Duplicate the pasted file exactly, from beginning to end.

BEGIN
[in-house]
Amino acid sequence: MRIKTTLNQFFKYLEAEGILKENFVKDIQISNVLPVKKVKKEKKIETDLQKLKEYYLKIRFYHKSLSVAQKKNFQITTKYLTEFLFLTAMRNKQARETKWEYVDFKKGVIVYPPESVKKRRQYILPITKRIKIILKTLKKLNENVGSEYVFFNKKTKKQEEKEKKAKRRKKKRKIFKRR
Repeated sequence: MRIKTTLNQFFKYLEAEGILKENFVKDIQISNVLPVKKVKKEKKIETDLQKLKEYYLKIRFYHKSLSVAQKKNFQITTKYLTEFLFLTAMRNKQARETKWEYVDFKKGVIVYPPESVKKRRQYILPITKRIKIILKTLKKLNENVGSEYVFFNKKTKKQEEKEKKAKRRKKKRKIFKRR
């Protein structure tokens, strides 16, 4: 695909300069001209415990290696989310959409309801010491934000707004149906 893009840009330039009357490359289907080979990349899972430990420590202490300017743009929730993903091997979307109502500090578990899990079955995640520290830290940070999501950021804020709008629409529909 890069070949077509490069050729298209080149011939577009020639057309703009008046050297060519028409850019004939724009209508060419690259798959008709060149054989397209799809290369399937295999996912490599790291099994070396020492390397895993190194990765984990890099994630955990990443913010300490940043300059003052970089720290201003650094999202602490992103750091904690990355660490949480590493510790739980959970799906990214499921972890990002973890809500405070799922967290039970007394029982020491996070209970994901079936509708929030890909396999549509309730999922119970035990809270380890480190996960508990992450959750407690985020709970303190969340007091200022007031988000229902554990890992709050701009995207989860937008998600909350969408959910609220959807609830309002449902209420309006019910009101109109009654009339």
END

[in-house]
Amino acid sequence: MRIKTTLNQFFKYLEAEGILKENFVKDIQISNVLPVKKVKKEKKIETDLQKLKEYYLKIRFYHKSLSVAQKKNFQITTKYLTEFLFLTAMRNKQARETKWEYVDFKKGVIVYPPESVKKRRQYILPITKRIKIILKTLKKLNENVGSEYVFFNKKTKKQEEKEKKAKRRKKKRKIFKRR
Repeated sequence: MRIKTTLNQFFKYLEAEGILKENFVKDIQISNVLPVKKVKKEKKIETDLQKLKEYYLKIRFYHKSLSVAQKKNFQITTKYLTEFLFLTAMRNKQARETKWEYVDFKKGVIVYPPESVKKRRQYILPITKRIKIILKTLKKLNENVGSEYVFFNKKTKKQEEKEKKAKRRKKKRKIFKRR
């Protein structure tokens, strides 16, 4: 695909300069001209415990290696989310959409309801010491934000707004149906 893009840009330039009357490359289907080979990349899972430990420590202490300017743009929730993903091997979307109502500090578990899990079955995640520290830290940070999501950021804020709008629409529909 890069070949077509490069050729298209080149011939577009020639057309703009008046050297060519028409850019004939724009209508060419690259798959008709060149054989397209799809290369399937295999996912490599790291099994070396020492390397895993190194990765984990890099994630955990990443913010300490940043300059003052970089720290201003650094999202602490992103750091904690990355660490949480590493510790739980959970799906990214499921972890990002973890809500405070799922967290039970007394029982020491996070209970994901079936509708929030890909396999549509309730999922119970035990809270380890480190996960508990992450959750407690985020709970303190969340007091200022007031988000229902554990890992709050701009995207989860937008998600909350969408959910609220959807609830309002449902209420309006019910009101109109009654009339």